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5.3.1 Exponentiation for Cartesian Fibrations

In this section, we study the behavior of cartesian fibrations with respect to the formation of functor $\infty $-categories. Our main result can be stated as follows:

Theorem 5.3.1.1. Let $q: X \rightarrow S$ be a cartesian fibration of simplicial sets, let $B$ be a simplicial set, and let $q': \operatorname{Fun}(B,X) \rightarrow \operatorname{Fun}(B,S)$ be the morphism given by postcomposition with $q$. Then:

$(1)$

The morphism $q'$ is a cartesian fibration of simplicial sets.

$(2)$

Let $e$ be an edge of the simplicial set $\operatorname{Fun}(B,X)$. Then $e$ is $q'$-cartesian if and only if, for every vertex $b \in B$, the evaluation map $\operatorname{ev}_{b}: \operatorname{Fun}(B, X) \rightarrow \operatorname{Fun}( \{ b\} , X) \simeq X$ carries $e$ to a $q$-cartesian edge of $X$.

Remark 5.3.1.2. Let $\operatorname{\mathcal{C}}$ be an $\infty $-category, so that the projection map $q: \operatorname{\mathcal{C}}\rightarrow \Delta ^0$ is a cartesian fibration (Example 5.2.4.3). In this case, part $(1)$ of Theorem 5.3.1.1 is equivalent to the assertion that for every simplicial set $B$, the simplicial set $\operatorname{Fun}(B, \operatorname{\mathcal{C}})$ is also an $\infty $-category (Theorem 1.4.3.7). By virtue of Proposition 5.2.4.9, part $(2)$ is equivalent to the assertion that a morphism of $\operatorname{Fun}(B,\operatorname{\mathcal{C}})$ is an isomorphism if and only if, for every vertex $b \in B$, its image under the evaluation functor $\operatorname{ev}_{b}: \operatorname{Fun}(B,\operatorname{\mathcal{C}}) \rightarrow \operatorname{\mathcal{C}}$ is an isomorphism in $\operatorname{\mathcal{C}}$ (Theorem 4.4.4.4).

Corollary 5.3.1.3. Let $q: X \rightarrow S$ be a locally cartesian fibration of simplicial sets, let $K$ be a simplicial set, and let $q': S \times _{ \operatorname{Fun}(B,S) } \operatorname{Fun}(B,X) \rightarrow S$ be the projection map onto the first factor. Then:

$(1)$

The morphism $q'$ is a locally cartesian fibration of simplicial sets.

$(2)$

Let $e$ be an edge of the simplicial set $S \times _{ \operatorname{Fun}(B,S)} \operatorname{Fun}(B,X)$. Then $e$ is locally $q'$-cartesian if and only if, for every vertex $b \in B$, the image of $e$ under the evaluation functor $S \times _{ \operatorname{Fun}(B,S) } \operatorname{Fun}(B,X) \rightarrow \operatorname{Fun}( \{ b\} , X) \simeq X$ is locally $q$-cartesian.

Proof. By virtue of Remark 5.2.6.6, we may assume without loss of generality that $S = \Delta ^1$. In this case, $q$ is a cartesian fibration. The desired result now follows by combining Theorem 5.3.1.1 with Remark 5.2.4.6. $\square$

The proof of Theorem 5.3.1.1 will require some preliminaries. Let $q: X \rightarrow S$ be an inner fibration of simplicial sets. By definition, $q$ is a cartesian fibration if and only if for every vertex $z \in X$ and every edge $\overline{e}: s \rightarrow q(z)$ of $S$, there exists a $q$-cartesian edge $e: y \rightarrow z$ in $X$ satisfying $q(e) = \overline{e}$. To prove Theorem 5.3.1.1, we need to show that the edge $e$ can be chosen to depend functorially on $z$.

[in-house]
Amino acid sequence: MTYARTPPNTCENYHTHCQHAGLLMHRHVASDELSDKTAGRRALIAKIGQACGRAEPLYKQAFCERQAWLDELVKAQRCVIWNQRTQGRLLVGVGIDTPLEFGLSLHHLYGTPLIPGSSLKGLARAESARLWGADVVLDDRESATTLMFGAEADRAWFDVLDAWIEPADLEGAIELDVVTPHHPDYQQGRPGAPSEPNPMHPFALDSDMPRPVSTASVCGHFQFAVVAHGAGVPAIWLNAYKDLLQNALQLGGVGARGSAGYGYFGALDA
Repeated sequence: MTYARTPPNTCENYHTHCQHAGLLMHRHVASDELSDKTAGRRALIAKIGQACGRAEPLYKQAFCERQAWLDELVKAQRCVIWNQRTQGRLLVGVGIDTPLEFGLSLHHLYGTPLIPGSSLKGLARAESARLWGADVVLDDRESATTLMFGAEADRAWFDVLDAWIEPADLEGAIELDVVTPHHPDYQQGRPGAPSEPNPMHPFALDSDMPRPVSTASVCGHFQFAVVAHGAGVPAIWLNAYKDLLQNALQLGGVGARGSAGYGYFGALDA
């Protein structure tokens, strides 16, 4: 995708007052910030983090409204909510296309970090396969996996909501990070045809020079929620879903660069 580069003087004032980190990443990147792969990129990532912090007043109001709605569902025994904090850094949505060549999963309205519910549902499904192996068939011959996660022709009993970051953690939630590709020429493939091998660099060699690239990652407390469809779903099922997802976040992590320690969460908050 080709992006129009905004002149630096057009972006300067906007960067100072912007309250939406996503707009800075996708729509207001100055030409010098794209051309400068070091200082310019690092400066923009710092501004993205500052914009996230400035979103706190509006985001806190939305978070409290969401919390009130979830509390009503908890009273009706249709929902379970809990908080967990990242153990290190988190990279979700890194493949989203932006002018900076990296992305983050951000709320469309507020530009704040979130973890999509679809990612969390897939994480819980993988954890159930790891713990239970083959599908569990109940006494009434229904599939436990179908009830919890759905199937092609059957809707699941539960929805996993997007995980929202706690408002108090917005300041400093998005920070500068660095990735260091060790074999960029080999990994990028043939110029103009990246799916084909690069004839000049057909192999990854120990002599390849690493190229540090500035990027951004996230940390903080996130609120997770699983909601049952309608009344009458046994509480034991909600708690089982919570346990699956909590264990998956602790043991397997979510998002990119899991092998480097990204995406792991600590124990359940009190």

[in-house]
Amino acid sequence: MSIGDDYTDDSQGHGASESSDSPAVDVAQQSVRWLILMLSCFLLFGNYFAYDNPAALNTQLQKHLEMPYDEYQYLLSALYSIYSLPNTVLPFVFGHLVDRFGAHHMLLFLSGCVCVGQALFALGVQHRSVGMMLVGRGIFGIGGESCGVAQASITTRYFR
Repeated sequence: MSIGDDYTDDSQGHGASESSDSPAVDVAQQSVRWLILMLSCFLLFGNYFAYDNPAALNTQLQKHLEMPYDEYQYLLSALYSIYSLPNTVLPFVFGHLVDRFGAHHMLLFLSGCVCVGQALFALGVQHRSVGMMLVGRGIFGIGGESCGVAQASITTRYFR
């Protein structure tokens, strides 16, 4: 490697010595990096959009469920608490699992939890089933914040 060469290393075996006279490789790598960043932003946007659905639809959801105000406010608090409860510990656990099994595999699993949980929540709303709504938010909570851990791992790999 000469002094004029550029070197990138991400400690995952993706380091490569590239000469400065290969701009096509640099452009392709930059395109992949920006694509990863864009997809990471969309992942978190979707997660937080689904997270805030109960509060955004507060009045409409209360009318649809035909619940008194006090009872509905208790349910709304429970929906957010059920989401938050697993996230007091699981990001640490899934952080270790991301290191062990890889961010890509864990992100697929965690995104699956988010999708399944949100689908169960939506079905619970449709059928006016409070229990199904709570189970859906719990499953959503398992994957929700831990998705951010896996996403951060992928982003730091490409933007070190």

Proposition 5.3.1.4. Let $q: X \rightarrow S$ be a cartesian fibration of simplicial sets, and let $Y \subseteq \operatorname{Fun}( \Delta ^1, X)$ be the full simplicial subset of $\operatorname{Fun}( \Delta ^1, X)$ spanned by those edges $e: \Delta ^1 \rightarrow X$ which are $q$-cartesian (see Definition 4.1.2.17). Then the restriction map

\[ \theta : Y \rightarrow \operatorname{Fun}( \Delta ^1, S) \times _{ \operatorname{Fun}( \{ 1\} , S) } \operatorname{Fun}( \{ 1\} , X) \]

is a trivial Kan fibration of simplicial sets.

Proof. Let $n \geq 0$ be an integer; we wish to show that every lifting problem of the form

5.11
\begin{equation} \begin{gathered}\label{equation:lifting-problem-for-cartesian-lift-uniqueness} \[ \xymatrix@R =50pt@C=50pt{ \operatorname{\partial \Delta }^ n \ar [r] \ar [d] & Y \ar [d]^{\theta } \\ \Delta ^ n \ar [r] \ar@ {-->}[r] & \operatorname{Fun}( \Delta ^1, S) \times _{ \operatorname{Fun}( \{ 1\} , S) } \operatorname{Fun}( \{ 1\} , X) } \] \end{gathered} \end{equation}

admits a solution. In the case $n = 0$, this follows immediately from our assumption that $q$ is a cartesian fibration. Let us therefore assume that $n > 0$. Unwinding the definitions, we can rephrase (5.11) as a lifting problem

\[ \xymatrix@R =50pt@C=75pt{ (\Delta ^1 \times \operatorname{\partial \Delta }^ n) \coprod _{ (\{ 1\} \times \operatorname{\partial \Delta }^ n)} (\{ 1\} \times \Delta ^ n) \ar [r]^-{h_0} \ar [d] & X \ar [d]^{q} \\ \Delta ^1 \times \Delta ^ n \ar [r]^-{\overline{h}} \ar@ {-->}[ur]^{h} & S, } \]

where the morphism $h_0$ has the property that $h_0|_{ \Delta ^1 \times \{ i\} }$ is a $q$-cartesian edge of $X$ for $0 \leq i \leq n$. Let